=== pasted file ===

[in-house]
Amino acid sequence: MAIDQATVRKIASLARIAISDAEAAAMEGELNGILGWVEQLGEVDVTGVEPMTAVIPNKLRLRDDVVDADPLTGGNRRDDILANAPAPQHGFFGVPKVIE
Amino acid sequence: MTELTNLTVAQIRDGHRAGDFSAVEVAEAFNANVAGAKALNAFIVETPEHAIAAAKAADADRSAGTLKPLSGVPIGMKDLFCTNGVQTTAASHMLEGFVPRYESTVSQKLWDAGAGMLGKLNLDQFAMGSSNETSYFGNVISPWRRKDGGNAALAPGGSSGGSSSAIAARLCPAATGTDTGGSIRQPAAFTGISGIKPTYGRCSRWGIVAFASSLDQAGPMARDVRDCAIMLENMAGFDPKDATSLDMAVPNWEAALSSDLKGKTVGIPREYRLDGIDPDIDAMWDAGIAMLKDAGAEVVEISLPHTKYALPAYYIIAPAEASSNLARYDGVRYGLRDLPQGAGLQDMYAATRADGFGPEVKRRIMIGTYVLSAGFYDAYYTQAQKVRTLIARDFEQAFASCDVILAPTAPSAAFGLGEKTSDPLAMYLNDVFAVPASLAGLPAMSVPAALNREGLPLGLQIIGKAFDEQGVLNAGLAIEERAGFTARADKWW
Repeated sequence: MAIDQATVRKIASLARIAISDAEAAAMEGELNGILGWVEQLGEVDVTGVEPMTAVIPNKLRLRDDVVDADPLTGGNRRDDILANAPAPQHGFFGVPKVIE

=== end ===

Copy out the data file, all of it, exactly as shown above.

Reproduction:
[in-house]
Amino acid sequence: MAIDQATVRKIASLARIAISDAEAAAMEGELNGILGWVEQLGEVDVTGVEPMTAVIPNKLRLRDDVVDADPLTGGNRRDDILANAPAPQHGFFGVPKVIE
Amino acid sequence: MTELTNLTVAQIRDGHRAGDFSAVEVAEAFNANVAGAKALNAFIVETPEHAIAAAKAADADRSAGTLKPLSGVPIGMKDLFCTNGVQTTAASHMLEGFVPRYESTVSQKLWDAGAGMLGKLNLDQFAMGSSNETSYFGNVISPWRRKDGGNAALAPGGSSGGSSSAIAARLCPAATGTDTGGSIRQPAAFTGISGIKPTYGRCSRWGIVAFASSLDQAGPMARDVRDCAIMLENMAGFDPKDATSLDMAVPNWEAALSSDLKGKTVGIPREYRLDGIDPDIDAMWDAGIAMLKDAGAEVVEISLPHTKYALPAYYIIAPAEASSNLARYDGVRYGLRDLPQGAGLQDMYAATRADGFGPEVKRRIMIGTYVLSAGFYDAYYTQAQKVRTLIARDFEQAFASCDVILAPTAPSAAFGLGEKTSDPLAMYLNDVFAVPASLAGLPAMSVPAALNREGLPLGLQIIGKAFDEQGVLNAGLAIEERAGFTARADKWW
Repeated sequence: MAIDQATVRKIASLARIAISDAEAAAMEGELNGILGWVEQLGEVDVTGVEPMTAVIPNKLRLRDDVVDADPLTGGNRRDDILANAPAPQHGFFGVPKVIE